Book Titles

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Down to Agincourt

Taken from Bratfarrar's poem Harry Takes the Field and ties to the central theme of not giving up even when all hope seems lost:

[...] The outcome's known. Why try?
Return your rusty sword to battered sheath,
bow your head and bend your stubborn knee. Why
take the field when you cannot win the war?
But Harry—he went down to Agincourt.

— Harry Takes the Field, Bratfarrar

The series title was originally supposed to be The Final Age of Man[1], and the working title was Apocalypse Not Now.[2]

Map of the World

An introduction to this world for both Dean and the reader. The title is taken from the song From Yesterday by 30 Seconds to Mars.[3] The first draft was called Not Until You're Finished Bleeding.[4]

It's the Stars That Lie

The title is inspired by Romeo exclaiming "Then I defy you, stars!" in Shakespeare's Romeo and Juliet.[5]

Humanity contains multitudes, and our choices follow that. Cas implicitly makes this decision when he tells Dean in that scene that he believes Dean can save the world and they can win the war. Also, I'll be honest, the title itself just saying it the first time clicked for me. There's also this--it's not that there isn't prophecy and destiny, as SPN canon shows us, but much like Cas's ability to always tell the truth, that doesn't make them any less lies.

— Comment by seperis on It's the Stars That Lie, ch. 12

Ve's thoughts:

The title is also reminiscent of another Shakespeare quote about defying fate (as represented by the stars):

Men at some time are masters of their fates:
The fault, dear Brutus, is not in our stars,
But in ourselves, that we are underlings.

— Julius Caesar by Shakespeare

Thematically, it also resembles "The outcome's known. Why try?"[1] from Bratfarrar's poem.

A Thousand Lights in Space

Between the moment of your birth and the moment of your death, you will be a thousand people.

— Castiel, It's the Stars That Lie, ch. 5

"There's a dot," she says, screwing up her face. "Just off-center or so. Tiny, but it's bright." [...]
[H]e watches, breathless, as she shows him: a vastness that reaches the length of Creation, the darkness shattering at each flare of light, supernovas bursting into being before his eyes. [...]
"There are--Christ, they're everywhere. How many….?" He fights back a laugh when more appear, flooding her mind with light. "There are more?"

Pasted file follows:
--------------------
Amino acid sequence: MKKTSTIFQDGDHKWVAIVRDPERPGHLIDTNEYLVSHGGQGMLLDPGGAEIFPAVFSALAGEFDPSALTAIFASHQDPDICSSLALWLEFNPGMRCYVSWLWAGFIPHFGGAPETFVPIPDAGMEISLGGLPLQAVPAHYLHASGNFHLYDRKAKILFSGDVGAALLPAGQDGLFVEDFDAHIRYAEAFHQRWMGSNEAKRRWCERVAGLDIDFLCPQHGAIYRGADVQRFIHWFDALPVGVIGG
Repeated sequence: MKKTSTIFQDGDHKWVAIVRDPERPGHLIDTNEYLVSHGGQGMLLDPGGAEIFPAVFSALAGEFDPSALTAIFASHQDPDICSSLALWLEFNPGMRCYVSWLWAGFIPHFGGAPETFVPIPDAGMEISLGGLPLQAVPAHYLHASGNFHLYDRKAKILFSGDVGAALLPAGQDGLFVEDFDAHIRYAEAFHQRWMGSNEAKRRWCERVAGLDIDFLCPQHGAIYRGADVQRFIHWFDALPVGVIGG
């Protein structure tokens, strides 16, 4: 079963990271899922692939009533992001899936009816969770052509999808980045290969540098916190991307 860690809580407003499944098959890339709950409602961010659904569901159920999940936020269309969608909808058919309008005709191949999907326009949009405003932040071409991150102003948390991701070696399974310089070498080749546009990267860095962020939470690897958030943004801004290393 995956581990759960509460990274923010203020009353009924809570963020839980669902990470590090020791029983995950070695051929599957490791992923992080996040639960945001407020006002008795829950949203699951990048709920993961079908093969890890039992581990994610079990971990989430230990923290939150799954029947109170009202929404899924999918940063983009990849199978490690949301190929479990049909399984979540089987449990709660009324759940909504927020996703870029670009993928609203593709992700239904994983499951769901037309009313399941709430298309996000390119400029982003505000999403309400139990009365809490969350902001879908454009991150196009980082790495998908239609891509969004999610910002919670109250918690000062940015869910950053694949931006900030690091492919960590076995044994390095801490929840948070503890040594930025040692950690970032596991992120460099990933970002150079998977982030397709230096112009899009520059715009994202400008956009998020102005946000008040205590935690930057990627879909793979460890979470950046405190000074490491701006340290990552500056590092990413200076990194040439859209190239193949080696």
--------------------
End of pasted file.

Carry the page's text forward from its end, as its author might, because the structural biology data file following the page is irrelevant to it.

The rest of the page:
"All who were, are, and will be," he answers, feeling his own smile at the awe in her voice. "We can watch it all, if you wish, but that might take a while."

— Alison and Castiel, It's the Stars That Lie, ch. 5

Almost titled: "Book Three" (in Demotic Egyptian though! so I, too, could match the pretension of Greek teenagers. Woe, that I did not.)

— Comment by seperis on A Thousand Lights in Space, ch. 1

Rejected title ideas:[6]

  • Up Against Space and variations (Go Up Against Space, It's Up Against Space, You Go Up Against Space, You'd Go Up Against Space, You Would Go Up Against Space)
  • There Are Stories to Be Told
  • No Story Worth Telling
  • Like You've Never Seen the Ocean

The Game of God

Do you know what they used to call craps? [...] 'Game of God'.

— Castiel, It's the Stars That Lie, ch. 11


  1. 1.0 1.1 Harry Takes the Field by Bratfarrar (poem and comments)
  3. It's the Stars That Lie, ch. 12, comment by seperis: "Map of the World came to me in a song-literally, From Yesterday, 30 Seconds to Mars--which has been part of my Agincourt playlist possibly since it was released, but I never really thought about it until I needed a title for the first book and I was like--"wait, that has literal and symbolic meaning, I even have cartography in here, this is it!""
  4. Map of the World, ch. 6, comment by seperis
  5., comment by seperis. See also another comment of hers on that page: "Cas rebelling was pretty much the equivalent of snarling that line at the Host (replacing stars). Cas Falling was 'fuck the stars' and drinking himself into ignoring them. By the beginning of Maps, he's at 'we're fucked by the stars'."
  6. Comment by seperis on A Thousand Lights in Space, ch. 1